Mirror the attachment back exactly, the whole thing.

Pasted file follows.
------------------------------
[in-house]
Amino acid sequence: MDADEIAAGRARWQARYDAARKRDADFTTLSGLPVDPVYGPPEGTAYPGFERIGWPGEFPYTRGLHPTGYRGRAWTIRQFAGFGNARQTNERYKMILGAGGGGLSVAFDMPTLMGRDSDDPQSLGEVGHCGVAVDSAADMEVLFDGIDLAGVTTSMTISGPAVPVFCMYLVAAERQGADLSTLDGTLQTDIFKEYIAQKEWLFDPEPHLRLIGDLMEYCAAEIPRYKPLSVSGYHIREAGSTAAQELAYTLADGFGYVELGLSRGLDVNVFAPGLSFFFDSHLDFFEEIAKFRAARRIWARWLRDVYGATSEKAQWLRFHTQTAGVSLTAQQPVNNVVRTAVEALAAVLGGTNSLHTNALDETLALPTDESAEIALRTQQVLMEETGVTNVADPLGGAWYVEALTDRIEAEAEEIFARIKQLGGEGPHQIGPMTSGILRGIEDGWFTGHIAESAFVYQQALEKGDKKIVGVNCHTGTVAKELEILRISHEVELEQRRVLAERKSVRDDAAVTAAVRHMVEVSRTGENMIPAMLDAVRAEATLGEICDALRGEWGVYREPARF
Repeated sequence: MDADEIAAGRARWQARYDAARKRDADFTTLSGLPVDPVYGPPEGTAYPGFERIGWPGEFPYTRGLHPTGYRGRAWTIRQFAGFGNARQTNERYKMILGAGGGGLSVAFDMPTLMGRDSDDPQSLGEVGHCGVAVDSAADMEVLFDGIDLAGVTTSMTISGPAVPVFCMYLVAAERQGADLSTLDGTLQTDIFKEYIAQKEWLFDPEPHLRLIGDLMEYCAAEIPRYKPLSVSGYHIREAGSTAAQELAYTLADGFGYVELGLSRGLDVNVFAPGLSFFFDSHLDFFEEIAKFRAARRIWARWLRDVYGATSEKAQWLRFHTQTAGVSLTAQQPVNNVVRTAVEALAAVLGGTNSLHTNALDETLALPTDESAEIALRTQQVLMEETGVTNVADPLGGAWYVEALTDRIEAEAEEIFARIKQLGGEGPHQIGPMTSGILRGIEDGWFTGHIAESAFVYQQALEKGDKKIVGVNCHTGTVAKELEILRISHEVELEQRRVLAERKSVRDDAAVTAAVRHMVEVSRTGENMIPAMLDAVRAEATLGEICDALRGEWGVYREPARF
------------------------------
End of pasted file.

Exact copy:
[in-house]
Amino acid sequence: MDADEIAAGRARWQARYDAARKRDADFTTLSGLPVDPVYGPPEGTAYPGFERIGWPGEFPYTRGLHPTGYRGRAWTIRQFAGFGNARQTNERYKMILGAGGGGLSVAFDMPTLMGRDSDDPQSLGEVGHCGVAVDSAADMEVLFDGIDLAGVTTSMTISGPAVPVFCMYLVAAERQGADLSTLDGTLQTDIFKEYIAQKEWLFDPEPHLRLIGDLMEYCAAEIPRYKPLSVSGYHIREAGSTAAQELAYTLADGFGYVELGLSRGLDVNVFAPGLSFFFDSHLDFFEEIAKFRAARRIWARWLRDVYGATSEKAQWLRFHTQTAGVSLTAQQPVNNVVRTAVEALAAVLGGTNSLHTNALDETLALPTDESAEIALRTQQVLMEETGVTNVADPLGGAWYVEALTDRIEAEAEEIFARIKQLGGEGPHQIGPMTSGILRGIEDGWFTGHIAESAFVYQQALEKGDKKIVGVNCHTGTVAKELEILRISHEVELEQRRVLAERKSVRDDAAVTAAVRHMVEVSRTGENMIPAMLDAVRAEATLGEICDALRGEWGVYREPARF
Repeated sequence: MDADEIAAGRARWQARYDAARKRDADFTTLSGLPVDPVYGPPEGTAYPGFERIGWPGEFPYTRGLHPTGYRGRAWTIRQFAGFGNARQTNERYKMILGAGGGGLSVAFDMPTLMGRDSDDPQSLGEVGHCGVAVDSAADMEVLFDGIDLAGVTTSMTISGPAVPVFCMYLVAAERQGADLSTLDGTLQTDIFKEYIAQKEWLFDPEPHLRLIGDLMEYCAAEIPRYKPLSVSGYHIREAGSTAAQELAYTLADGFGYVELGLSRGLDVNVFAPGLSFFFDSHLDFFEEIAKFRAARRIWARWLRDVYGATSEKAQWLRFHTQTAGVSLTAQQPVNNVVRTAVEALAAVLGGTNSLHTNALDETLALPTDESAEIALRTQQVLMEETGVTNVADPLGGAWYVEALTDRIEAEAEEIFARIKQLGGEGPHQIGPMTSGILRGIEDGWFTGHIAESAFVYQQALEKGDKKIVGVNCHTGTVAKELEILRISHEVELEQRRVLAERKSVRDDAAVTAAVRHMVEVSRTGENMIPAMLDAVRAEATLGEICDALRGEWGVYREPARF